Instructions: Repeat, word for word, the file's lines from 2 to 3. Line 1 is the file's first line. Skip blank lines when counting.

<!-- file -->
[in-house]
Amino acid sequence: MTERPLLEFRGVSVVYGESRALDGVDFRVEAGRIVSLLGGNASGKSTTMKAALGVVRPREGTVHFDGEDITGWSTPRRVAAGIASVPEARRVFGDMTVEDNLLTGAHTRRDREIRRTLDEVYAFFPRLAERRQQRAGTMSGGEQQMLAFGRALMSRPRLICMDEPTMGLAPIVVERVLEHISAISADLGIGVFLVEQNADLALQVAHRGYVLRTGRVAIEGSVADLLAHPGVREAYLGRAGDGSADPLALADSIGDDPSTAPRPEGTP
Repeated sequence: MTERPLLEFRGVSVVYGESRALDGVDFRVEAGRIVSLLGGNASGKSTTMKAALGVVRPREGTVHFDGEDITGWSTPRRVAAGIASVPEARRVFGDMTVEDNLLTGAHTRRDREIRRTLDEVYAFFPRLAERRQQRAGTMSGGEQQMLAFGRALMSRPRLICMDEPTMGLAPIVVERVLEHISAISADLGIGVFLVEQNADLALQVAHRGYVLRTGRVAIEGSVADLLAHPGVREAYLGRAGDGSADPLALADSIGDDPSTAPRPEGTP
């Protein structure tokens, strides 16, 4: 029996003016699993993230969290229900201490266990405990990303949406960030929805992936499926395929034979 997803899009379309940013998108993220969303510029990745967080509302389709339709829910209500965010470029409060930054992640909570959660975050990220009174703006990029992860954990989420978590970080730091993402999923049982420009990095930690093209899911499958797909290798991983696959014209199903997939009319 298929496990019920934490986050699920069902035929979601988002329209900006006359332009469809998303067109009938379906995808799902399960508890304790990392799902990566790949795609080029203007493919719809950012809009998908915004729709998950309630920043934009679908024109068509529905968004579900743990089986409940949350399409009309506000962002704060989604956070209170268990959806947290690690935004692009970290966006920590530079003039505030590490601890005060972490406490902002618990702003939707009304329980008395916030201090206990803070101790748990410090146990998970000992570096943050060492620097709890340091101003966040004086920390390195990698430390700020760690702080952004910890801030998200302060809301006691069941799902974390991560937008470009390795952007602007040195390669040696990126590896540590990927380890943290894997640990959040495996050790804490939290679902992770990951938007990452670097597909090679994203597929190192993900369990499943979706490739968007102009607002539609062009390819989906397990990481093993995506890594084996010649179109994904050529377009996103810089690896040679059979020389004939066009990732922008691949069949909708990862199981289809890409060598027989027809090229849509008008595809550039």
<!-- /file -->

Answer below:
Amino acid sequence: MTERPLLEFRGVSVVYGESRALDGVDFRVEAGRIVSLLGGNASGKSTTMKAALGVVRPREGTVHFDGEDITGWSTPRRVAAGIASVPEARRVFGDMTVEDNLLTGAHTRRDREIRRTLDEVYAFFPRLAERRQQRAGTMSGGEQQMLAFGRALMSRPRLICMDEPTMGLAPIVVERVLEHISAISADLGIGVFLVEQNADLALQVAHRGYVLRTGRVAIEGSVADLLAHPGVREAYLGRAGDGSADPLALADSIGDDPSTAPRPEGTP
Repeated sequence: MTERPLLEFRGVSVVYGESRALDGVDFRVEAGRIVSLLGGNASGKSTTMKAALGVVRPREGTVHFDGEDITGWSTPRRVAAGIASVPEARRVFGDMTVEDNLLTGAHTRRDREIRRTLDEVYAFFPRLAERRQQRAGTMSGGEQQMLAFGRALMSRPRLICMDEPTMGLAPIVVERVLEHISAISADLGIGVFLVEQNADLALQVAHRGYVLRTGRVAIEGSVADLLAHPGVREAYLGRAGDGSADPLALADSIGDDPSTAPRPEGTP